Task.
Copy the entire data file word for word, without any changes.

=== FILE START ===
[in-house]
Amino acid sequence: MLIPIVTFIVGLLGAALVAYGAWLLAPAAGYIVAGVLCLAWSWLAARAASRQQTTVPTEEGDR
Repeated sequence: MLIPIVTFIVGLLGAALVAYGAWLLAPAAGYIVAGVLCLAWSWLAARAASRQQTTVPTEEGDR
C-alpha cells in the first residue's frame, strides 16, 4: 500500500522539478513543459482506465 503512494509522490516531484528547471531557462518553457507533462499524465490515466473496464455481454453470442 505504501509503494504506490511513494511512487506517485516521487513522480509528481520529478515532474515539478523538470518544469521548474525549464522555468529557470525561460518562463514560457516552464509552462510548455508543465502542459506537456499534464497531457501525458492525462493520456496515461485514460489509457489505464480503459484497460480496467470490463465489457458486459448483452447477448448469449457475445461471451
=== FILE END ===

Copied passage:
[in-house]
Amino acid sequence: MLIPIVTFIVGLLGAALVAYGAWLLAPAAGYIVAGVLCLAWSWLAARAASRQQTTVPTEEGDR
Repeated sequence: MLIPIVTFIVGLLGAALVAYGAWLLAPAAGYIVAGVLCLAWSWLAARAASRQQTTVPTEEGDR
C-alpha cells in the first residue's frame, strides 16, 4: 500500500522539478513543459482506465 503512494509522490516531484528547471531557462518553457507533462499524465490515466473496464455481454453470442 505504501509503494504506490511513494511512487506517485516521487513522480509528481520529478515532474515539478523538470518544469521548474525549464522555468529557470525561460518562463514560457516552464509552462510548455508543465502542459506537456499534464497531457501525458492525462493520456496515461485514460489509457489505464480503459484497460480496467470490463465489457458486459448483452447477448448469449457475445461471451